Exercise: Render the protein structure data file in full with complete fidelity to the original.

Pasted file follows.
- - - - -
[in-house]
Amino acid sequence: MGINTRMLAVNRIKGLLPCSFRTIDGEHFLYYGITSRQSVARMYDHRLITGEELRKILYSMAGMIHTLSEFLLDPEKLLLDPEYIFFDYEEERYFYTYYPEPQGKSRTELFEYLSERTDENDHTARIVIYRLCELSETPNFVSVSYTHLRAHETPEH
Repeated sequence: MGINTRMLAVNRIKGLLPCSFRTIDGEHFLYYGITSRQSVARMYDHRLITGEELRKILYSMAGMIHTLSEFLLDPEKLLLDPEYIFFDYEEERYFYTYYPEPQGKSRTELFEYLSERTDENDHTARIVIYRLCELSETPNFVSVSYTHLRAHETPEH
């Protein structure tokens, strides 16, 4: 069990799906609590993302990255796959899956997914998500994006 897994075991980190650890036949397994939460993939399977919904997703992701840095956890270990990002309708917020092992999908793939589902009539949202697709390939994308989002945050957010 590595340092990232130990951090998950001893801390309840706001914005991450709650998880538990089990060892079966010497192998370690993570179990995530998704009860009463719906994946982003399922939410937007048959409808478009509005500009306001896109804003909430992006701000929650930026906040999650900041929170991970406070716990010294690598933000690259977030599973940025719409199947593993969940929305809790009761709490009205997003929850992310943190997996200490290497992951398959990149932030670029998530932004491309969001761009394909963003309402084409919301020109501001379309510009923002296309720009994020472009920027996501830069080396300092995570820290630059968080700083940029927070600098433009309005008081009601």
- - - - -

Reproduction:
[in-house]
Amino acid sequence: MGINTRMLAVNRIKGLLPCSFRTIDGEHFLYYGITSRQSVARMYDHRLITGEELRKILYSMAGMIHTLSEFLLDPEKLLLDPEYIFFDYEEERYFYTYYPEPQGKSRTELFEYLSERTDENDHTARIVIYRLCELSETPNFVSVSYTHLRAHETPEH
Repeated sequence: MGINTRMLAVNRIKGLLPCSFRTIDGEHFLYYGITSRQSVARMYDHRLITGEELRKILYSMAGMIHTLSEFLLDPEKLLLDPEYIFFDYEEERYFYTYYPEPQGKSRTELFEYLSERTDENDHTARIVIYRLCELSETPNFVSVSYTHLRAHETPEH
């Protein structure tokens, strides 16, 4: 069990799906609590993302990255796959899956997914998500994006 897994075991980190650890036949397994939460993939399977919904997703992701840095956890270990990002309708917020092992999908793939589902009539949202697709390939994308989002945050957010 590595340092990232130990951090998950001893801390309840706001914005991450709650998880538990089990060892079966010497192998370690993570179990995530998704009860009463719906994946982003399922939410937007048959409808478009509005500009306001896109804003909430992006701000929650930026906040999650900041929170991970406070716990010294690598933000690259977030599973940025719409199947593993969940929305809790009761709490009205997003929850992310943190997996200490290497992951398959990149932030670029998530932004491309969001761009394909963003309402084409919301020109501001379309510009923002296309720009994020472009920027996501830069080396300092995570820290630059968080700083940029927070600098433009309005008081009601």